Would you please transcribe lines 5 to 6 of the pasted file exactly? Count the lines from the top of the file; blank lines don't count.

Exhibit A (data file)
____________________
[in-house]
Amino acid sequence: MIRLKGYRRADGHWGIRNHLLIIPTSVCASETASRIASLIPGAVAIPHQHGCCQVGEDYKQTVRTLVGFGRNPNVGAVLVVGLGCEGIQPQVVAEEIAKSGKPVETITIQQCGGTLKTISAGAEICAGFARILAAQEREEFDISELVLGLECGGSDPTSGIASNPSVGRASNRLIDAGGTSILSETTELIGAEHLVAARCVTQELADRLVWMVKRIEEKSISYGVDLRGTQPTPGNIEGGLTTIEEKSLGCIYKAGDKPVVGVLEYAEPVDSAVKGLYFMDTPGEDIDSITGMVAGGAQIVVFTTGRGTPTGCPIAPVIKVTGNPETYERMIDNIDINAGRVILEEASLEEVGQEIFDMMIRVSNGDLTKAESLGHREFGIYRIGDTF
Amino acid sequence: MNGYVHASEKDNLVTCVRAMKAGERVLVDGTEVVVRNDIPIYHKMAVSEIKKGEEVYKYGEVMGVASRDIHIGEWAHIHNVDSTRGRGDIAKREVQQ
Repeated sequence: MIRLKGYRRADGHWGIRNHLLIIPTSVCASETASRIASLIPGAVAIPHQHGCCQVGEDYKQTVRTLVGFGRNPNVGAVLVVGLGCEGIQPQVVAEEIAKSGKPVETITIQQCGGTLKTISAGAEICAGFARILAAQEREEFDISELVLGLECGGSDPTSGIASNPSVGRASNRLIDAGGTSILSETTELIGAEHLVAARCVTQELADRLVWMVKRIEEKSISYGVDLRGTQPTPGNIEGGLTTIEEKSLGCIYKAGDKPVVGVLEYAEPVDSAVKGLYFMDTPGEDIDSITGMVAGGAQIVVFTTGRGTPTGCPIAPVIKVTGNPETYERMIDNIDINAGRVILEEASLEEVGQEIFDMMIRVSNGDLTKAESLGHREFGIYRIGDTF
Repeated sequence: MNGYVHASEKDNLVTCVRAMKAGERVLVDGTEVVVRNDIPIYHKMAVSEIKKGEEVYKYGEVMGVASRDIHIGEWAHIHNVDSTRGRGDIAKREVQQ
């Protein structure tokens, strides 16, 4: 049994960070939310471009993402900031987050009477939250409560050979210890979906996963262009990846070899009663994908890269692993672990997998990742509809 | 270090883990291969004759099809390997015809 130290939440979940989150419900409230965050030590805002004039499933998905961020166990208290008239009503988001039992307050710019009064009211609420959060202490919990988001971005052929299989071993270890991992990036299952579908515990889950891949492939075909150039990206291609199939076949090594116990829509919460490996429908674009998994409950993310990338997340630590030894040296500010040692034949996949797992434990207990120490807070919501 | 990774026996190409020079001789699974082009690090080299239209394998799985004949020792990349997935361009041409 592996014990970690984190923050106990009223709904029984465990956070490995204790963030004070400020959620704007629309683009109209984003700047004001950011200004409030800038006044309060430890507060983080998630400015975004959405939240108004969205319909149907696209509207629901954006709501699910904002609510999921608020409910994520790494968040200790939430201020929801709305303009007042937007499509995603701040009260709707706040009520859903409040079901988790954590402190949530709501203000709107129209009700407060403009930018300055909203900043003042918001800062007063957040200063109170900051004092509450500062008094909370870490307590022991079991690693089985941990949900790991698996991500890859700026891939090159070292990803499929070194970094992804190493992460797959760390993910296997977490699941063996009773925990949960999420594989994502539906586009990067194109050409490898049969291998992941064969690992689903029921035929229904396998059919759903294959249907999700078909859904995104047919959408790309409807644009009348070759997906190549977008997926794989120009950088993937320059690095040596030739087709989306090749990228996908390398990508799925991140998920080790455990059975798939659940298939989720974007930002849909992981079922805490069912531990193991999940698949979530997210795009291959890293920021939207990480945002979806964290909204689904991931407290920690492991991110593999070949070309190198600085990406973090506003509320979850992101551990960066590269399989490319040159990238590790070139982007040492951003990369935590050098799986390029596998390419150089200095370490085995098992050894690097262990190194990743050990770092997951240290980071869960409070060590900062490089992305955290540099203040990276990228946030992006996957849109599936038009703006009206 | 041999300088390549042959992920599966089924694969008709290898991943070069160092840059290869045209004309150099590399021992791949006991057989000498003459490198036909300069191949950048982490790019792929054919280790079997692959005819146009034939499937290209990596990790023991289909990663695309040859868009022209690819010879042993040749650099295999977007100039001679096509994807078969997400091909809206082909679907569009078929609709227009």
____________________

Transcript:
Repeated sequence: MNGYVHASEKDNLVTCVRAMKAGERVLVDGTEVVVRNDIPIYHKMAVSEIKKGEEVYKYGEVMGVASRDIHIGEWAHIHNVDSTRGRGDIAKREVQQ
């Protein structure tokens, strides 16, 4: 049994960070939310471009993402900031987050009477939250409560050979210890979906996963262009990846070899009663994908890269692993672990997998990742509809 | 270090883990291969004759099809390997015809 130290939440979940989150419900409230965050030590805002004039499933998905961020166990208290008239009503988001039992307050710019009064009211609420959060202490919990988001971005052929299989071993270890991992990036299952579908515990889950891949492939075909150039990206291609199939076949090594116990829509919460490996429908674009998994409950993310990338997340630590030894040296500010040692034949996949797992434990207990120490807070919501 | 990774026996190409020079001789699974082009690090080299239209394998799985004949020792990349997935361009041409 592996014990970690984190923050106990009223709904029984465990956070490995204790963030004070400020959620704007629309683009109209984003700047004001950011200004409030800038006044309060430890507060983080998630400015975004959405939240108004969205319909149907696209509207629901954006709501699910904002609510999921608020409910994520790494968040200790939430201020929801709305303009007042937007499509995603701040009260709707706040009520859903409040079901988790954590402190949530709501203000709107129209009700407060403009930018300055909203900043003042918001800062007063957040200063109170900051004092509450500062008094909370870490307590022991079991690693089985941990949900790991698996991500890859700026891939090159070292990803499929070194970094992804190493992460797959760390993910296997977490699941063996009773925990949960999420594989994502539906586009990067194109050409490898049969291998992941064969690992689903029921035929229904396998059919759903294959249907999700078909859904995104047919959408790309409807644009009348070759997906190549977008997926794989120009950088993937320059690095040596030739087709989306090749990228996908390398990508799925991140998920080790455990059975798939659940298939989720974007930002849909992981079922805490069912531990193991999940698949979530997210795009291959890293920021939207990480945002979806964290909204689904991931407290920690492991991110593999070949070309190198600085990406973090506003509320979850992101551990960066590269399989490319040159990238590790070139982007040492951003990369935590050098799986390029596998390419150089200095370490085995098992050894690097262990190194990743050990770092997951240290980071869960409070060590900062490089992305955290540099203040990276990228946030992006996957849109599936038009703006009206 | 041999300088390549042959992920599966089924694969008709290898991943070069160092840059290869045209004309150099590399021992791949006991057989000498003459490198036909300069191949950048982490790019792929054919280790079997692959005819146009034939499937290209990596990790023991289909990663695309040859868009022209690819010879042993040749650099295999977007100039001679096509994807078969997400091909809206082909679907569009078929609709227009």